Why We Shouldn’t Freak Out Over Three-Person IVF
Forget the slippery slopes and fears of designer babies—we shouldn’t freak out over three-person IVF because it’s going to save lives.
Along with the Food and Drug Administration’s two-day meeting this week to discuss “three-person IVF” came the usual freak-outs about slippery slopes, designer babies, and other science-fiction fantasies (or nightmares) coming to life—magnified by the strange thought of three people creating a healthy baby instead of the good ol’ two.
“What we’re talking about is radical experimentation on future children. A decision of such profound magnitude should not be made behind the mostly closed doors of this agency,” Marcy Darnovsky, executive director of the Center for Genetics and Society told the panel.
The concept of using three adults to create a child certainly goes against the grain of even the most modern conceptions of conception. Moreover, anything involving three individuals and sex seems to automatically conjure up salacious scenes from Y Tu Mamá También that seem unfit for the supposedly sacrosanct act of making a child.
However, the three-person IVF treatment under review is really not that outrageous—it’s neither a challenge to the two-parent model of conception nor a gateway to designer babies.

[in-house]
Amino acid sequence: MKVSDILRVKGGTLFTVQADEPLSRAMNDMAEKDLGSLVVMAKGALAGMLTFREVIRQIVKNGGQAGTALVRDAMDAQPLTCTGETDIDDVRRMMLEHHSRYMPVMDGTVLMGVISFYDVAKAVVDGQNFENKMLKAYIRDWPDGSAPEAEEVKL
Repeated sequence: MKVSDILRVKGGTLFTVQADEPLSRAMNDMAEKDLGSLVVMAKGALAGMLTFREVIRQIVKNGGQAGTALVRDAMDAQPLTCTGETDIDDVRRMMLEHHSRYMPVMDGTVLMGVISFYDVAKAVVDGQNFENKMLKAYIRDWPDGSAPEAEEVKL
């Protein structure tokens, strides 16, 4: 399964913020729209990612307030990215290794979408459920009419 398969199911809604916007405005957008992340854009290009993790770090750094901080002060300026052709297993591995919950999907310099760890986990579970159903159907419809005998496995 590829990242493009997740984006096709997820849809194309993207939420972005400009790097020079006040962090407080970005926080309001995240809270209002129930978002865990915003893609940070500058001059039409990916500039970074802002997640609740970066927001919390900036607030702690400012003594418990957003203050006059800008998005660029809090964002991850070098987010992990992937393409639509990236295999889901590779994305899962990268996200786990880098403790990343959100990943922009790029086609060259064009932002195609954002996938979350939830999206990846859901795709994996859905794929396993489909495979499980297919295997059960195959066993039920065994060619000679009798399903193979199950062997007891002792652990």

The treatment in question is for the sole purpose of helping women with defective mitochondria, the organelle responsible for energy production in the cell, from passing on the associated diseases to their offspring. One in every 5,000 babies born in the United States inherits conditions due to mitochondrial disorders, including blindness, epilepsy, and organ failure. The conditions can be lethal, as was the case for Sharon Bernardi who lost all seven of her children due to her mitochondrial disorders. She has advocated for the three-person IVF method to become available in the United Kingdom, where regulations are currently being drafted to allow the procedure.
Mitochondrial DNA is passed on only by the mother, so researchers have devised a way to transplant an outside female donor’s healthy mitochondrial DNA while maintaining the mother’s nuclear DNA.
According to Dr. Samuel Pang, the medical director of the Reproductive Science Center (RSC) of New England, “99.99 percent of genetic material comes from nuclear DNA,” which would all be from the mother. “Maybe a tiny fraction of one percent” comes from the mitochondrial DNA, so the outside donor’s genetic impact would be extremely minimal.
In short, replacing the mitochondrial DNA would not have a major effect on a human, other than to prevent the development of crippling mitochondrial disorders. “We’re not choosing genes for eye color or hair color or intelligence,” said Pang. “We’re simply transfusing mitochondria into an egg to prevent that egg from into developing into a child with mitochondrial disease.”